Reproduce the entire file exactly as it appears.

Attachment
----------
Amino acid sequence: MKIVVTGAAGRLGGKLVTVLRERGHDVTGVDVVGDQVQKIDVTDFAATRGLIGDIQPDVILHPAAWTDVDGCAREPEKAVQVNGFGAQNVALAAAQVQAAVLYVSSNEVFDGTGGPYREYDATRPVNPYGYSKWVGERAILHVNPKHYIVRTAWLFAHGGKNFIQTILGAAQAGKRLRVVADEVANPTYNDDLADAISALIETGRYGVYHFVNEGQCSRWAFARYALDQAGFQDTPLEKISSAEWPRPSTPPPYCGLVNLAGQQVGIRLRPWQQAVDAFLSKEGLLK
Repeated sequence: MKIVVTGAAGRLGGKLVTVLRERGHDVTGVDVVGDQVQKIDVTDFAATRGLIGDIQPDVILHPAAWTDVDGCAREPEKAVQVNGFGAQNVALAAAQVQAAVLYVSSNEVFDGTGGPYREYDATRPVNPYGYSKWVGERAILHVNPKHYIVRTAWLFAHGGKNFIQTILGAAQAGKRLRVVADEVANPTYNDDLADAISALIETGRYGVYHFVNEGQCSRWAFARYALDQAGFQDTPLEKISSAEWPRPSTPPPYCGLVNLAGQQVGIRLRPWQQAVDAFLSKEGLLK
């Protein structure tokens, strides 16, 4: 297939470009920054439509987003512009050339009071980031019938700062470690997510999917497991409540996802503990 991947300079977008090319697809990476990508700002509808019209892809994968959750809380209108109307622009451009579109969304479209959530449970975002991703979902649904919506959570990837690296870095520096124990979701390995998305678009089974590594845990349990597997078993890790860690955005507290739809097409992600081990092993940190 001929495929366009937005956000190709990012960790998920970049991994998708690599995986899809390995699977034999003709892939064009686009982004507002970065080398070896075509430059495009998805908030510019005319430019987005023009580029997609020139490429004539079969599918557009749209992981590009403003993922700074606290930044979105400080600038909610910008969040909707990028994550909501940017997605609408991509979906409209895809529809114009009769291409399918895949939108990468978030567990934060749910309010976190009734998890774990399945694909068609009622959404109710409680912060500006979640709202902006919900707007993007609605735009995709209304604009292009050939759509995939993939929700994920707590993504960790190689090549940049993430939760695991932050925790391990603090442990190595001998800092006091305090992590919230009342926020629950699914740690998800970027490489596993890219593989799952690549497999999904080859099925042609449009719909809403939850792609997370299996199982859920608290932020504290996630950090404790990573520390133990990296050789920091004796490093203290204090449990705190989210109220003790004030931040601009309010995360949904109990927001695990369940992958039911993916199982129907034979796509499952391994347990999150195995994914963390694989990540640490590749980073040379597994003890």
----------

Amino acid sequence: MKIVVTGAAGRLGGKLVTVLRERGHDVTGVDVVGDQVQKIDVTDFAATRGLIGDIQPDVILHPAAWTDVDGCAREPEKAVQVNGFGAQNVALAAAQVQAAVLYVSSNEVFDGTGGPYREYDATRPVNPYGYSKWVGERAILHVNPKHYIVRTAWLFAHGGKNFIQTILGAAQAGKRLRVVADEVANPTYNDDLADAISALIETGRYGVYHFVNEGQCSRWAFARYALDQAGFQDTPLEKISSAEWPRPSTPPPYCGLVNLAGQQVGIRLRPWQQAVDAFLSKEGLLK
Repeated sequence: MKIVVTGAAGRLGGKLVTVLRERGHDVTGVDVVGDQVQKIDVTDFAATRGLIGDIQPDVILHPAAWTDVDGCAREPEKAVQVNGFGAQNVALAAAQVQAAVLYVSSNEVFDGTGGPYREYDATRPVNPYGYSKWVGERAILHVNPKHYIVRTAWLFAHGGKNFIQTILGAAQAGKRLRVVADEVANPTYNDDLADAISALIETGRYGVYHFVNEGQCSRWAFARYALDQAGFQDTPLEKISSAEWPRPSTPPPYCGLVNLAGQQVGIRLRPWQQAVDAFLSKEGLLK
């Protein structure tokens, strides 16, 4: 297939470009920054439509987003512009050339009071980031019938700062470690997510999917497991409540996802503990 991947300079977008090319697809990476990508700002509808019209892809994968959750809380209108109307622009451009579109969304479209959530449970975002991703979902649904919506959570990837690296870095520096124990979701390995998305678009089974590594845990349990597997078993890790860690955005507290739809097409992600081990092993940190 001929495929366009937005956000190709990012960790998920970049991994998708690599995986899809390995699977034999003709892939064009686009982004507002970065080398070896075509430059495009998805908030510019005319430019987005023009580029997609020139490429004539079969599918557009749209992981590009403003993922700074606290930044979105400080600038909610910008969040909707990028994550909501940017997605609408991509979906409209895809529809114009009769291409399918895949939108990468978030567990934060749910309010976190009734998890774990399945694909068609009622959404109710409680912060500006979640709202902006919900707007993007609605735009995709209304604009292009050939759509995939993939929700994920707590993504960790190689090549940049993430939760695991932050925790391990603090442990190595001998800092006091305090992590919230009342926020629950699914740690998800970027490489596993890219593989799952690549497999999904080859099925042609449009719909809403939850792609997370299996199982859920608290932020504290996630950090404790990573520390133990990296050789920091004796490093203290204090449990705190989210109220003790004030931040601009309010995360949904109990927001695990369940992958039911993916199982129907034979796509499952391994347990999150195995994914963390694989990540640490590749980073040379597994003890």